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Identifying Hepatitis C Early, Getting Ahead of a ‘Silent Killer’

Of the nearly 3.5 million Americans infected with hepatitis C, less than 50 percent were diagnosed and knew of the infection and just 43 percent of those with the disease had access to outpatient care, according to a 2014 study by Penn researchers. Less than 10 percent of the total infected population are ever cured (achieved viral suppression) of the disease.

As May has been marked as Hepatitis Awareness Month, it’s as good a time as any to take a look at the disease, the importance of being tested and notable advances which make hepatitis C as manageable as it’s ever been.  Poster-YearsBorn

A challenge in managing the hepatitis C virus (HCV) is the fact that the disease doesn’t show any symptoms in about 60 to 70 percent of those infected. That means many Americans are unaware they have the disease until dangerous complications (like cirrhosis of the liver or cancer) arise. The primary way to combat that is through preventative screenings. 

That brings us to this week’s National Hepatitis Testing Day organized by the U.S. Center for Disease Control and Prevention (CDC). Testing is recommended for a number of population subgroups, including those who have used intravenous drugs, participated in unprotected sex, and all members of the baby boomer generation. Americans born between the years 1945 and 1965 are much more likely to be infected with HCV. Because of that, it’s recommended that all baby boomers get tested at least once, regardless of other risk factors. 

Another group which should be tested is patients who received a blood transfusion before 1992, the year safeguards when into place keep the virus out of the blood supply. 

Vincent Lo Re, MD, MSCE, an assistant professor of Medicine in the division of Infectious Diseases, said the first test, one that checks for hepatitis C antibodies, typically is given at a primary care doctor’s office, but various clinics in the area can conduct the test as well. Lo Re sees patients at The Penn Center for Viral Hepatitis which is made up of an interdisciplinary team of doctors, including liver experts, infectious disease specialists and psychological support. 

If the hepatitis C antibody test comes back positive, an HCV viral load test must be performed. If positive, this indicates chronic hepatitis C. A range of new tests will then be done to determine the genotype of the virus, the current health of the liver and to determine if the patient is also infected with HIV. At that point, the patient will typically be sent to an infectious diseases physician or gastroenterologist to manage and treat chronic HCV.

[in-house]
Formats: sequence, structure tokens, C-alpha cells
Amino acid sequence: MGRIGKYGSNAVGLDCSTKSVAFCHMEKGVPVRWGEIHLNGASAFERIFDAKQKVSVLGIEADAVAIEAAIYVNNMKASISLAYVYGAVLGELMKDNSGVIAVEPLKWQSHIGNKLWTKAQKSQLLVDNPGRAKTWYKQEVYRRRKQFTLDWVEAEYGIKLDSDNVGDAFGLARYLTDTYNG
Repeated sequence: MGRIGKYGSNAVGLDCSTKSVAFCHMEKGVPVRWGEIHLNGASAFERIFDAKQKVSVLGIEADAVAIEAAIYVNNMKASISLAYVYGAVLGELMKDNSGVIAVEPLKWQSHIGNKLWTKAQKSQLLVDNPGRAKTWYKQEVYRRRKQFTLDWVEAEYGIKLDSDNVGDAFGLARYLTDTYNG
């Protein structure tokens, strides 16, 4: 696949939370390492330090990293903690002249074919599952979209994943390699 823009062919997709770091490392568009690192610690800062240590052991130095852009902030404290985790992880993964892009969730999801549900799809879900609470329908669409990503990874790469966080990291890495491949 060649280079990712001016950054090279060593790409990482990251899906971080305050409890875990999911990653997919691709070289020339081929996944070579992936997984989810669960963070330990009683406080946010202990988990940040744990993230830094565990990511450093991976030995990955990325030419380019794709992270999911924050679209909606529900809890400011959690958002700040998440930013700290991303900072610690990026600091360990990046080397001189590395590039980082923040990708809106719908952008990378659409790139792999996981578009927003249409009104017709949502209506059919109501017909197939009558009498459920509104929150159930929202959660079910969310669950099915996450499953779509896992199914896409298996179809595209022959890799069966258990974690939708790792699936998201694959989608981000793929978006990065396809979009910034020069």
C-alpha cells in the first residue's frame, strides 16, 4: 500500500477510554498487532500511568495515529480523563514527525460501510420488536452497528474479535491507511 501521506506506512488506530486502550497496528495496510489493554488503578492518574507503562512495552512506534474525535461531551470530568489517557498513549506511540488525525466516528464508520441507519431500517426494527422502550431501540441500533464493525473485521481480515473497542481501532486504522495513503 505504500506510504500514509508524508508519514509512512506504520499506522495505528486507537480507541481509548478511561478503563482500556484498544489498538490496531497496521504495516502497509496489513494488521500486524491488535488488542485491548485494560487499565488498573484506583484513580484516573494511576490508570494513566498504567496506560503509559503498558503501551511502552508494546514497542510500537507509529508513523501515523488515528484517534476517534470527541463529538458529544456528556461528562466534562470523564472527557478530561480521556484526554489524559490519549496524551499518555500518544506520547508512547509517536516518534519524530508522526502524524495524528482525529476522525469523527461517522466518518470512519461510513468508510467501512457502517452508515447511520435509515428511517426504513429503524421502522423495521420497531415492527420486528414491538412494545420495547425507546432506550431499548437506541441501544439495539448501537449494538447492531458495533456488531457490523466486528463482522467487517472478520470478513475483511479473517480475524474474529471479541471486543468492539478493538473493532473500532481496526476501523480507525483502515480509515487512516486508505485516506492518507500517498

Fortunately, major advances make treating HCV much more tolerable than it was just five years ago.

“Big strides,” Lo Re said. “Big strides have been made.”

Before, the best option was regular interferon shots which came with serious side effects, including flu-like symptoms and depression. Now, the medicine is taken orally with minimal side effects. Even better, the new treatment takes considerably less time (typically between 8 and 24 weeks) and has about a 90 percent success rate at eradicating the virus. 

While treatment has improved for patients, it hasn’t come without challenges—namely access to the medicine due to its cost. With the cost per dose between $800 and $1,000, the total price of treatment can run tens of thousands of dollars and insurance companies can be reluctant to cover it. 

K. Rajender Reddy, MD, a professor of Medicine and director of Hepatology at Penn and one of the physicians who helped develop the new direct-acting anti-viral treatments, said the pill regimen isn’t necessarily more expensive than the previous interferon shots. There’s just increased demand. Now that the injections and negative side effects are out of the picture, more people want to actually treat their HCV. 

Researchers with the Philadelphia Department of Public Health released a study earlier this year that looked at the population here in Philadelphia. The team estimated the number of people who are HCV-positive and followed that through to how many are actually diagnosed and treated successfully for the disease. 

The researchers found that of the Philadelphians who tested positive, just 27 percent were in care and 15 percent were receiving treatment. 

“Many patients are lost at each stage, highlighting the need to raise awareness among health care professionals and at-risk populations,” according to the study. 

Because of that delayed onset for so many, often only appearing until very serious complications, it’s that much more important to test early for HCV.

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